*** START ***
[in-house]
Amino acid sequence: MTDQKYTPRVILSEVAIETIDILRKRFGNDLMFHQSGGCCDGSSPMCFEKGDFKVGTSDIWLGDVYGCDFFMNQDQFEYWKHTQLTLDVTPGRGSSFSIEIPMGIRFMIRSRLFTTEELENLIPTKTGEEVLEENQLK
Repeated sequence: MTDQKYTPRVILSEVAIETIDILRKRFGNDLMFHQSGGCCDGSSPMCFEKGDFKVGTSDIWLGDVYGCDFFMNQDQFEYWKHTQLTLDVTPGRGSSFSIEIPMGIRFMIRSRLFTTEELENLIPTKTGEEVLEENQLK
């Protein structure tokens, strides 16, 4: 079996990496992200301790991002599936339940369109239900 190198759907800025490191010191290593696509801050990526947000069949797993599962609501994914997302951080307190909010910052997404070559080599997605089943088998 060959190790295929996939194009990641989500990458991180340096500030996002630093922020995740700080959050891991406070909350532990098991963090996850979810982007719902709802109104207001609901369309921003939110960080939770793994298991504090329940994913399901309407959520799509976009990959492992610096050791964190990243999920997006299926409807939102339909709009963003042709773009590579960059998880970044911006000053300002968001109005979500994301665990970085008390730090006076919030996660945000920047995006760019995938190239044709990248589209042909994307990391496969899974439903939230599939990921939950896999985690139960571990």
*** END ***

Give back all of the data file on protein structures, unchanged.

[in-house]
Amino acid sequence: MTDQKYTPRVILSEVAIETIDILRKRFGNDLMFHQSGGCCDGSSPMCFEKGDFKVGTSDIWLGDVYGCDFFMNQDQFEYWKHTQLTLDVTPGRGSSFSIEIPMGIRFMIRSRLFTTEELENLIPTKTGEEVLEENQLK
Repeated sequence: MTDQKYTPRVILSEVAIETIDILRKRFGNDLMFHQSGGCCDGSSPMCFEKGDFKVGTSDIWLGDVYGCDFFMNQDQFEYWKHTQLTLDVTPGRGSSFSIEIPMGIRFMIRSRLFTTEELENLIPTKTGEEVLEENQLK
């Protein structure tokens, strides 16, 4: 079996990496992200301790991002599936339940369109239900 190198759907800025490191010191290593696509801050990526947000069949797993599962609501994914997302951080307190909010910052997404070559080599997605089943088998 060959190790295929996939194009990641989500990458991180340096500030996002630093922020995740700080959050891991406070909350532990098991963090996850979810982007719902709802109104207001609901369309921003939110960080939770793994298991504090329940994913399901309407959520799509976009990959492992610096050791964190990243999920997006299926409807939102339909709009963003042709773009590579960059998880970044911006000053300002968001109005979500994301665990970085008390730090006076919030996660945000920047995006760019995938190239044709990248589209042909994307990391496969899974439903939230599939990921939950896999985690139960571990």